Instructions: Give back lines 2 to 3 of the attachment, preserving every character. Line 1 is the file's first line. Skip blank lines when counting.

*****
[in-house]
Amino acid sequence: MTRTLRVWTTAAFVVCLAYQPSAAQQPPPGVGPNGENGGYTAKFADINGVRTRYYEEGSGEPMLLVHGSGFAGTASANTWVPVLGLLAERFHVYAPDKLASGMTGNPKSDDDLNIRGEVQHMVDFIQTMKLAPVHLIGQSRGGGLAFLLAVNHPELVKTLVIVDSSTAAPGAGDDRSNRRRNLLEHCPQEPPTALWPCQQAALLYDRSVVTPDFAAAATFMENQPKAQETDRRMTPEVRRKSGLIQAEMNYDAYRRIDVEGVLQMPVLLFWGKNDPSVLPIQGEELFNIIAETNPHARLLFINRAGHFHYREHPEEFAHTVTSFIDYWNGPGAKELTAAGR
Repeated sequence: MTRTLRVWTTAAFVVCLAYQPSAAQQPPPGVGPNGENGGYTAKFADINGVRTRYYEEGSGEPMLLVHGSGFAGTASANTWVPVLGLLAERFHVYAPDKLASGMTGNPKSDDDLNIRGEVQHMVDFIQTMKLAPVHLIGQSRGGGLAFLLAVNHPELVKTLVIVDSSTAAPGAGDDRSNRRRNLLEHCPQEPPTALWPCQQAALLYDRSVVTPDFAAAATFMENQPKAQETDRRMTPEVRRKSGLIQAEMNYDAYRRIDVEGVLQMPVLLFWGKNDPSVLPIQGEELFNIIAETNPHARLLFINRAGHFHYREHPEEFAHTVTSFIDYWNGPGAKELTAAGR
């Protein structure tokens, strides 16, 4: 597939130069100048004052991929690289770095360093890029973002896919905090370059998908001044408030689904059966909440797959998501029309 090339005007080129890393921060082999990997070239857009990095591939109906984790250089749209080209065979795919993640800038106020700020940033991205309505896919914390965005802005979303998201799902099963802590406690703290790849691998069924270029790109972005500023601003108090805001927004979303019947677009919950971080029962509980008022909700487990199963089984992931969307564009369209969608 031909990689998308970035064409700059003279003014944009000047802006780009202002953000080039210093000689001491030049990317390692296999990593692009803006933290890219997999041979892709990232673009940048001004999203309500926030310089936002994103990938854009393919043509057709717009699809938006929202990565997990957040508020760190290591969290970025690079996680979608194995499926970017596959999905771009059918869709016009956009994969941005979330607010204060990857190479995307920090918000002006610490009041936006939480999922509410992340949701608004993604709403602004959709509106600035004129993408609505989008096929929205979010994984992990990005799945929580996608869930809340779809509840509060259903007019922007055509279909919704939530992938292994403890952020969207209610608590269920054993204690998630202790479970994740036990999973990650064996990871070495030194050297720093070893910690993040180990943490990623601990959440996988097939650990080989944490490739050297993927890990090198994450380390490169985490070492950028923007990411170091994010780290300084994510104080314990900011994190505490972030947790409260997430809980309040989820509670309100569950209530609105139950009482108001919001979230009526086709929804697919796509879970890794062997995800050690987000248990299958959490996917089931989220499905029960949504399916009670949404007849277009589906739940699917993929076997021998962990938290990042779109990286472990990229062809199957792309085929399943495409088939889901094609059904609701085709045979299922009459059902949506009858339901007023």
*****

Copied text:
Amino acid sequence: MTRTLRVWTTAAFVVCLAYQPSAAQQPPPGVGPNGENGGYTAKFADINGVRTRYYEEGSGEPMLLVHGSGFAGTASANTWVPVLGLLAERFHVYAPDKLASGMTGNPKSDDDLNIRGEVQHMVDFIQTMKLAPVHLIGQSRGGGLAFLLAVNHPELVKTLVIVDSSTAAPGAGDDRSNRRRNLLEHCPQEPPTALWPCQQAALLYDRSVVTPDFAAAATFMENQPKAQETDRRMTPEVRRKSGLIQAEMNYDAYRRIDVEGVLQMPVLLFWGKNDPSVLPIQGEELFNIIAETNPHARLLFINRAGHFHYREHPEEFAHTVTSFIDYWNGPGAKELTAAGR
Repeated sequence: MTRTLRVWTTAAFVVCLAYQPSAAQQPPPGVGPNGENGGYTAKFADINGVRTRYYEEGSGEPMLLVHGSGFAGTASANTWVPVLGLLAERFHVYAPDKLASGMTGNPKSDDDLNIRGEVQHMVDFIQTMKLAPVHLIGQSRGGGLAFLLAVNHPELVKTLVIVDSSTAAPGAGDDRSNRRRNLLEHCPQEPPTALWPCQQAALLYDRSVVTPDFAAAATFMENQPKAQETDRRMTPEVRRKSGLIQAEMNYDAYRRIDVEGVLQMPVLLFWGKNDPSVLPIQGEELFNIIAETNPHARLLFINRAGHFHYREHPEEFAHTVTSFIDYWNGPGAKELTAAGR